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Long COVID: ‘Is this going to be my new normal?’

U of A researchers are partnering to help improve life for Canadians dealing with lingering symptoms of COVID-19.
Dealing with long COVID is new territory. Photo: Metro Creative Connection

In the early hours of Christmas morning, Lance Hoddinott was pulled from restless sleep with a raging temperature.

“I knew instantly what it was,” said Hoddinott. “My Christmas present this year was COVID-19.”

Although he followed safety guidelines to the letter, Hoddinott contracted the disease that ultimately sent him to hospital on New Year’s Eve as an unrelenting fever morphed into a shortness of breath. After four days on oxygen, Hoddinott began to improve, and after a week he was sent home.

Hoddinott is recovering — but after eight months and counting, some symptoms continue to linger, including fatigue and brain fog.

“Normally I read between 30 and 60 books a year. This year I’ve only read three because I can’t concentrate anymore,” he said. “The question that came to my mind was, ‘Is this going to be my new normal?’”

There is a subsection of people who have recovered from COVID-19 but, like Hoddinott, are left dealing with a list of afflictions, said Doug Gross, professor in the Department of Physical Therapy and director of the Rehabilitation Research Centre at the University of Alberta (U of A). Now, a team led by Gross has received $152,000 from the Canadian Institutes of Health Research to explore rehabilitation needs and access to services for people with long COVID.

“The old-fashioned techniques of retraining and building muscles have been tried, and quite often they fail — in fact, a little bit of exercise can sometimes lead to setbacks. We are learning pacing and strategies for conserving energy may be more effective," said Gross.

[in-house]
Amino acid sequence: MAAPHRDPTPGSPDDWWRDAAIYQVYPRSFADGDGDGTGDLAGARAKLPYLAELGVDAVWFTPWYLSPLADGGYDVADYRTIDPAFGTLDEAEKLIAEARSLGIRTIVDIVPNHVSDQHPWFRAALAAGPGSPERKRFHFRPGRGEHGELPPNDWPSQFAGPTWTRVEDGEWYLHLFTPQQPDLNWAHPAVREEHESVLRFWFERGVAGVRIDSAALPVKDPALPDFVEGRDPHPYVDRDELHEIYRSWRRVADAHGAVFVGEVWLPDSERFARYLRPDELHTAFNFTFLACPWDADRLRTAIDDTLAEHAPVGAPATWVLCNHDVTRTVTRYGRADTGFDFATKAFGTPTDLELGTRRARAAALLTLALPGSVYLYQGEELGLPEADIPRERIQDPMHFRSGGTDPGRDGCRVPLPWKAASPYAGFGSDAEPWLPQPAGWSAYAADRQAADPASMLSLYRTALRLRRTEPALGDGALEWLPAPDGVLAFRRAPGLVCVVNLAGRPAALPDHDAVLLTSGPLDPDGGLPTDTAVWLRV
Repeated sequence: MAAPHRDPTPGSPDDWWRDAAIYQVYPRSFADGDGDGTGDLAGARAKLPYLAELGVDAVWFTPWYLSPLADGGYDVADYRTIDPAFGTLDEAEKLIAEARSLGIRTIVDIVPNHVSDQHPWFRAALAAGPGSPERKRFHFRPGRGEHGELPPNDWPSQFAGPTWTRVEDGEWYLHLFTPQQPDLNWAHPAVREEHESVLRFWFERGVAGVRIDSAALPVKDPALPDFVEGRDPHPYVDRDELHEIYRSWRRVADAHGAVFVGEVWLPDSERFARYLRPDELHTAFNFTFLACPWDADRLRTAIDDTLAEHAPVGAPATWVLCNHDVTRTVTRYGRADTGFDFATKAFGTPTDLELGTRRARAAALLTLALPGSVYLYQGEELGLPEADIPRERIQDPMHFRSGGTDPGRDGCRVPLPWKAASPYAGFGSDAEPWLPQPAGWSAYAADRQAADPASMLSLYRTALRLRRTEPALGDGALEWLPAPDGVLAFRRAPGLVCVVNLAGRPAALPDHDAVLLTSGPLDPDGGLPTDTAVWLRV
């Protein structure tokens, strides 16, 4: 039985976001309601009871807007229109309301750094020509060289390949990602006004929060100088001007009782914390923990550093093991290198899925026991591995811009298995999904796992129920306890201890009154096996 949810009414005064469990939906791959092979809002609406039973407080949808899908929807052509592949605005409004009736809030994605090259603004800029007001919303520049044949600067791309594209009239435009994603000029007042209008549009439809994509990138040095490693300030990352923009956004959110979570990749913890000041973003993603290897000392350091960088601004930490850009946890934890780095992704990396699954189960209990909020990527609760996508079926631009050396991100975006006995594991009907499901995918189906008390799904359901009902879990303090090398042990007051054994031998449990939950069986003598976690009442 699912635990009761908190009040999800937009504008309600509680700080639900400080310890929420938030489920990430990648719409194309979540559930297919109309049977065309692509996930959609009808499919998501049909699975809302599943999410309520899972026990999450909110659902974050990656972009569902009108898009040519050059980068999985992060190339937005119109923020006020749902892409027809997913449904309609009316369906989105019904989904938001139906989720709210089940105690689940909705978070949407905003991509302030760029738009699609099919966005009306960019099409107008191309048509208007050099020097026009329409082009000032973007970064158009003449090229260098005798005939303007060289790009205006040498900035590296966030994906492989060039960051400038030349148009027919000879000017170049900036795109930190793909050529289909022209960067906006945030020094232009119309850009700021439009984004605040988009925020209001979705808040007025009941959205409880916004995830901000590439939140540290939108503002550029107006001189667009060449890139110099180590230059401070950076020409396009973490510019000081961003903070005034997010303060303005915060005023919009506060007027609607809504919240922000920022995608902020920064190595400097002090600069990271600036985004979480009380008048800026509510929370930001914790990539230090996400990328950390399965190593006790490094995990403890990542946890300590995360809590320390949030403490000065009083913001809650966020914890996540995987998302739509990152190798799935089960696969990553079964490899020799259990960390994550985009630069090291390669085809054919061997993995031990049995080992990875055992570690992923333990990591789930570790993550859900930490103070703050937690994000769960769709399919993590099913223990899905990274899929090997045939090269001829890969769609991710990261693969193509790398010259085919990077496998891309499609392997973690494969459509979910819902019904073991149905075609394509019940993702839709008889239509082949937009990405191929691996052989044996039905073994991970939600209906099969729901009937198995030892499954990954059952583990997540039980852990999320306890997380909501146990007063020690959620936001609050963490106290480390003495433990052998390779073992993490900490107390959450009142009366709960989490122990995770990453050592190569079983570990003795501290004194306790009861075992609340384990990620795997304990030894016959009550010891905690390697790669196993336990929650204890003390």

What researchers know about this post-viral struggle is that about 10 per cent of people who get COVID-19 battle any number of symptoms such as fatigue, shortness of breath, heart palpitations, aches, an inability to concentrate, anxiety or depression for 12 weeks or longer. 

Part of this study will determine what access patients have to care, and how best to help overcome those barriers. The study will involve rehabilitation researchers from the U of A and across Canada, in collaboration with respiratory specialists in Edmonton and Calgary.

Early work on rehabilitation

In the early months of 2020, when the entire world was focused on the acute management of COVID-19, physical therapy professor Geoff Bostick said survivors who were clear of the disease but remained in the clutches of its symptoms were the ones who generated the push to get the condition recognized even when the medical community was doubtful.

“I don’t think there’s ever been a condition that has been defined and labelled by the people who are affected by it rather than by the medical community, and now the medical community is trying to catch up,” he said.

Putting patients on the path to full recovery

Earlier this year, the Faculty of Rehabilitation Medicine was approached by physiotherapists at the Misericordia Hospital in Edmonton who were concerned there was no clear pathway for COVID-19 patients to go from hospital to rehabilitation.

Part of the problem, said Bostick, are the multiple branches of rehabilitation each patient may need to access. For instance, physiotherapy would be involved to help with strength and endurance and to help retain proper breathing; occupational therapy would be needed to help with depression, anxiety and sleep disturbances; and speech therapy would be necessary in cases where speech has become impaired.

“I think there’s a lot of people who need support trying to navigate their disability in a context where there’s not a lot known about it or a lot of resources available,” said Bostick.

“Our clinic prides itself on trying to meet gaps in the community. Obviously this is a huge gap, so we’re just really keen to help but need to be cautious as well.”